Archive | March 5, 2020

You Let Me In, Camilla Bruce

You Let Me In, Camilla Bruce

You Let Me In by [Bruce, Camilla]

Genre: General Fiction (Adult) , Sci Fi & Fantasy

I loved this book, was blown away by it, transported to the magic world of good stories. It’s fairies, but not as we know them Jim, to misquote Mr Spock 😉 These fairies are very different, made of nature, some are centuries old and have lost what humanity they ever had. They live off energy, human, animal, nature such as trees and rivers and take on those characteristics. That’s if you believe they are real of course….

I guess that’s what made it so great for me, there’s a part of me that is convinced that just maybe there’s more to this world than we know, that maybe we aren’t the only inhabitants…after all think back to history, pre car, trains, electricity, mobile phones, PCs and TV. Talk to someone the other side of the world, see them? Listen to people who’ve now died? Travel faster than the fastest horse? That would have been scoffed at as impossible back then, but really it was always potential, always there, just not yet discovered.
You need that kind of openness to fully enjoy this I think, to believe that maybe, just maybe Cassie was telling the truth.

We start a year after she’s disappeared at 74, no trace of her and before her nephew and niece can claim her considerable estate she insists they read her story, her memoir if you like. Tucked away in it is the password they’ll need to claim. Like many gifts though this one may just have a hidden side.
I so felt for young Cassie, where her mum dotes on her golden sister and seems to dislike Cassie. It made me wonder, what was she like before she met Pepperman, did her mum dislike her even then, or was it the result of Cassie interaction with him? Were he and the others real or were they, as the doctor her mother insists she sees, products of a trauma induced psychosis?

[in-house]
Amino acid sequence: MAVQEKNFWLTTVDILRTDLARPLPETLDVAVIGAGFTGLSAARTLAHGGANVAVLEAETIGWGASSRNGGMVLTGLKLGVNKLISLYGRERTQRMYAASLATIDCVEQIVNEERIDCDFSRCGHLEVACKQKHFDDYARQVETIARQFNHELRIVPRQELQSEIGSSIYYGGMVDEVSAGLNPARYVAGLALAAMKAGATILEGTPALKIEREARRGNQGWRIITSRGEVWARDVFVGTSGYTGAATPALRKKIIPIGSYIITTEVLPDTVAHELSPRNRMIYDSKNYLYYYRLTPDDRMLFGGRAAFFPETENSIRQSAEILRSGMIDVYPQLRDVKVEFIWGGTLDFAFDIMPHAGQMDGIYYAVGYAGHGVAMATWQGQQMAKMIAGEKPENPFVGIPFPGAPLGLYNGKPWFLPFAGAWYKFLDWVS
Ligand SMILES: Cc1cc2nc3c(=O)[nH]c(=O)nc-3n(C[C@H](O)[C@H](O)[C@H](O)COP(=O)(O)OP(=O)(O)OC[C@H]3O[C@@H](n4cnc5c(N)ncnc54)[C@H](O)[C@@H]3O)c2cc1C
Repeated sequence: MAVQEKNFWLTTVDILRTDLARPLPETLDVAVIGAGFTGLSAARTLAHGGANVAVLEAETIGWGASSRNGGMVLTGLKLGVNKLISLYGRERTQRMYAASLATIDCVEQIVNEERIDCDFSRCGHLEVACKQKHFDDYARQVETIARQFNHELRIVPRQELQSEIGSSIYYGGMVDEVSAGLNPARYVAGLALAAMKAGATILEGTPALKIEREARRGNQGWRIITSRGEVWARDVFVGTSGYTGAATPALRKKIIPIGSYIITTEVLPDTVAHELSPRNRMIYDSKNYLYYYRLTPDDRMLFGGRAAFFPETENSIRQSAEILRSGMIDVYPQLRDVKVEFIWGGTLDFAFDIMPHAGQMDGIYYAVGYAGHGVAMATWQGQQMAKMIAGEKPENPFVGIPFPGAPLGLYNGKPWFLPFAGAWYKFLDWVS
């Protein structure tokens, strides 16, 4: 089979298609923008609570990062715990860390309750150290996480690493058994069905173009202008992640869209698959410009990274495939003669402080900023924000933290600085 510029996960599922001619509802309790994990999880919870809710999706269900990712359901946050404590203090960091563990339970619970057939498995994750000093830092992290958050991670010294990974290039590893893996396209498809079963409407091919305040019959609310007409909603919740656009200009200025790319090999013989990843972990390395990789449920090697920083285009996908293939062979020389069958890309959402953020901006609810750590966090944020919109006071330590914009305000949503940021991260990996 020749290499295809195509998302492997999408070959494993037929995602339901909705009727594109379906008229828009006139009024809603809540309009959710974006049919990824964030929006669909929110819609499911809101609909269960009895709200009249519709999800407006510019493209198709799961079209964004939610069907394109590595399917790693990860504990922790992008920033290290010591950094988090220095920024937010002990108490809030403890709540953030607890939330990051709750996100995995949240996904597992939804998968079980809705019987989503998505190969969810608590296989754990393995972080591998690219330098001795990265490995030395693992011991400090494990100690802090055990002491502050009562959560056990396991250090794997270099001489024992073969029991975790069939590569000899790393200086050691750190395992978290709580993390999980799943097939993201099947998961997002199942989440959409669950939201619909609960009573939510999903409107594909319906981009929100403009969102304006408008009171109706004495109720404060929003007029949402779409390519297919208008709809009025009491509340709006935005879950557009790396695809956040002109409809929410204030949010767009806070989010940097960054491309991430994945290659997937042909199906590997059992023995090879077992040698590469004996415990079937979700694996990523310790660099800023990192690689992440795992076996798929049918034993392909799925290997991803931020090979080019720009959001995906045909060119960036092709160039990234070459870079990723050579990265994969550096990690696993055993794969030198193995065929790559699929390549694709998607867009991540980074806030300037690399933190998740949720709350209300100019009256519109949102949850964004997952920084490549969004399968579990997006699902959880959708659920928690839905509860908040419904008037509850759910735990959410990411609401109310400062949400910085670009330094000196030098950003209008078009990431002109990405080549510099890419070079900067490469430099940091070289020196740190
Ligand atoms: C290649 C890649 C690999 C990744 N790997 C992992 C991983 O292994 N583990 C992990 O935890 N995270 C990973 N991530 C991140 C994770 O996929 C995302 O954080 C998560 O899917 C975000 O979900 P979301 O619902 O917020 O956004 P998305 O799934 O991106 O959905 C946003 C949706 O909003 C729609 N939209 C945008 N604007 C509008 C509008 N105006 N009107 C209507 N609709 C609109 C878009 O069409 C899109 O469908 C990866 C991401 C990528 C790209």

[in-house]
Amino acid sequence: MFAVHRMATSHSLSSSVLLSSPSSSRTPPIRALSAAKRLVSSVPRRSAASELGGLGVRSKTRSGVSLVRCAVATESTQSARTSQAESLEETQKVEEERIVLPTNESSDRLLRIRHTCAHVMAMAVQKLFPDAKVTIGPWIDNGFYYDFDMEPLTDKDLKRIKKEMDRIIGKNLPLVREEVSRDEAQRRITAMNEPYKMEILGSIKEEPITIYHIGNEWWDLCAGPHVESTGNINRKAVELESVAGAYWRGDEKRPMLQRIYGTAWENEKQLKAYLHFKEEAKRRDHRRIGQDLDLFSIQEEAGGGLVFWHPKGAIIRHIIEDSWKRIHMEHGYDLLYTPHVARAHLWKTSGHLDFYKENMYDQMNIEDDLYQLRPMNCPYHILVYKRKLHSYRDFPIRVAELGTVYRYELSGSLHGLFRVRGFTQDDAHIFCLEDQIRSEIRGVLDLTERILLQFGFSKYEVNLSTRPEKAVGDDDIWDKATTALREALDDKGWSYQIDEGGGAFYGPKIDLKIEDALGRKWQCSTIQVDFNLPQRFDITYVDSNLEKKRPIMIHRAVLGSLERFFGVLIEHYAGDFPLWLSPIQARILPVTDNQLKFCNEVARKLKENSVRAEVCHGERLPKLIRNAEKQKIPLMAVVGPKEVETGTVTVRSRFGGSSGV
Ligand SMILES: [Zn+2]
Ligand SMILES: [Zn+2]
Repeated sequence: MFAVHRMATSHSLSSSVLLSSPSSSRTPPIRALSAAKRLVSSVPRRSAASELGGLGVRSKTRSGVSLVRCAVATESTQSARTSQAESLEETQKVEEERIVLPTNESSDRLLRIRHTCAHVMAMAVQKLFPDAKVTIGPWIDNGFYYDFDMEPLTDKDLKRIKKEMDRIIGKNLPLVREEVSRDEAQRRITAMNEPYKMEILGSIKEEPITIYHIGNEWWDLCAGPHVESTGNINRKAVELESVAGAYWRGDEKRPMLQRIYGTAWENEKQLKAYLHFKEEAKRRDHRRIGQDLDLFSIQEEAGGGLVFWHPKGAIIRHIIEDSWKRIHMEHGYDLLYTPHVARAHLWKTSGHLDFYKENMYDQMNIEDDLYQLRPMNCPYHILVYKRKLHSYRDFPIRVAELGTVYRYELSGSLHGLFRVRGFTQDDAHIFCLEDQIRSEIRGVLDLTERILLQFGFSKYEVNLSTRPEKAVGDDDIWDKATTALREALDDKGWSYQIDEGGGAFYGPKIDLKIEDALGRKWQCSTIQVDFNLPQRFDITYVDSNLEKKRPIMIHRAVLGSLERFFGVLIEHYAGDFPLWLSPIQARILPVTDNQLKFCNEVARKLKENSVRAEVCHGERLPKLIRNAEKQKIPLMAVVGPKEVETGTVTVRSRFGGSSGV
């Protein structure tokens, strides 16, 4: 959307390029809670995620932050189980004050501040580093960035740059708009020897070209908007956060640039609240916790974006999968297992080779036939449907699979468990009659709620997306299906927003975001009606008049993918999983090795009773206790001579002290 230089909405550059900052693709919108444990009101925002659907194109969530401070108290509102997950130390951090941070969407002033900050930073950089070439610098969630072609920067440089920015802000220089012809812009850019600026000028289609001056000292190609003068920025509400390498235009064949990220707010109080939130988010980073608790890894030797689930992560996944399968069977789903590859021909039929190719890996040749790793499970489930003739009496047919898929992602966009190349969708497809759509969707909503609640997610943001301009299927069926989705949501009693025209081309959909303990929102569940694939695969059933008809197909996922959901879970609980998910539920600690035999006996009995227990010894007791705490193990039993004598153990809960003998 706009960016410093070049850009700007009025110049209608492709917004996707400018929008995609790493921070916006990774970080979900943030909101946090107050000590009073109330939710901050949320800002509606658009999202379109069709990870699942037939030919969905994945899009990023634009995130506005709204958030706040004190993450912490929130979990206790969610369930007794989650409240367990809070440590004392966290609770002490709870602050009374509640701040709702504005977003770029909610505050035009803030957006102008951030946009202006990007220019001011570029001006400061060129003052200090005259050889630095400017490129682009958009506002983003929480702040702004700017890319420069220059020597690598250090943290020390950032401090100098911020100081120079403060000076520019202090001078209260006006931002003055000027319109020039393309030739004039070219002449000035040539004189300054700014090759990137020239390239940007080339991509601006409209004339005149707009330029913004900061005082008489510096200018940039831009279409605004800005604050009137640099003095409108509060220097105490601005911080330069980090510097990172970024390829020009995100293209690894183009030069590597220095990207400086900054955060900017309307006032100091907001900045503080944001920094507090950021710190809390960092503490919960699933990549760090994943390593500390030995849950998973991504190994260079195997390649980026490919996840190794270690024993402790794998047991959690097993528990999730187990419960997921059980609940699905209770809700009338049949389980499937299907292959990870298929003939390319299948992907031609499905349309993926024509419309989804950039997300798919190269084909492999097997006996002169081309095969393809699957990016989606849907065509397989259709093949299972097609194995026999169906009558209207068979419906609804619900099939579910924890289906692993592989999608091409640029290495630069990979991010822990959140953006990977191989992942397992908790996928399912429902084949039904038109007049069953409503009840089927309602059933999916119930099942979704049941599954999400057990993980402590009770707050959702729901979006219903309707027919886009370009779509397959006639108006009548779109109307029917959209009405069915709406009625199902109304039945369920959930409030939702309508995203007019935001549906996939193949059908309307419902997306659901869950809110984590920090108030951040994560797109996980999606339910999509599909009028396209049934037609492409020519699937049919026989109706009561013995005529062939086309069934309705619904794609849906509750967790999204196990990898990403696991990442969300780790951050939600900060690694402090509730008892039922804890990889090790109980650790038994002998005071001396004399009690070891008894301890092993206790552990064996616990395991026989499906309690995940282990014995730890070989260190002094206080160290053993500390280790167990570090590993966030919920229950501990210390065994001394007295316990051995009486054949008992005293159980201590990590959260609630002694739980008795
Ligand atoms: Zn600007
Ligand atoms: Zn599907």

What happened to Tommy Tipp if her story about him isn’t true? The same holds for her father and brother, she gives us an explanation, her mother and sister as always blame her, but how could she have physically done those things without help, and she had no friends, no-one who would have helped her?
Its perfectly paced. I can remember thinking “ who IS Mara?” as she kept cropping up in conversation, and then just as I was about to flip through book to find more the next chapter opens with something like “You may be wondering about Mara”. If I’d known earlier it wouldn’t have fitted as well, it needed that build up.

Its a complete story, but much like the book there’s possibilities in the ending, its not neat and tidily wrapped up but leaves readers wondering. Its one of those stories where it seems impossible to believe what she’s saying, and yet there are so many things that just don’t add up it feels like maybe, just maybe the impossible is possible. Then at the end, where is she if not in the mound?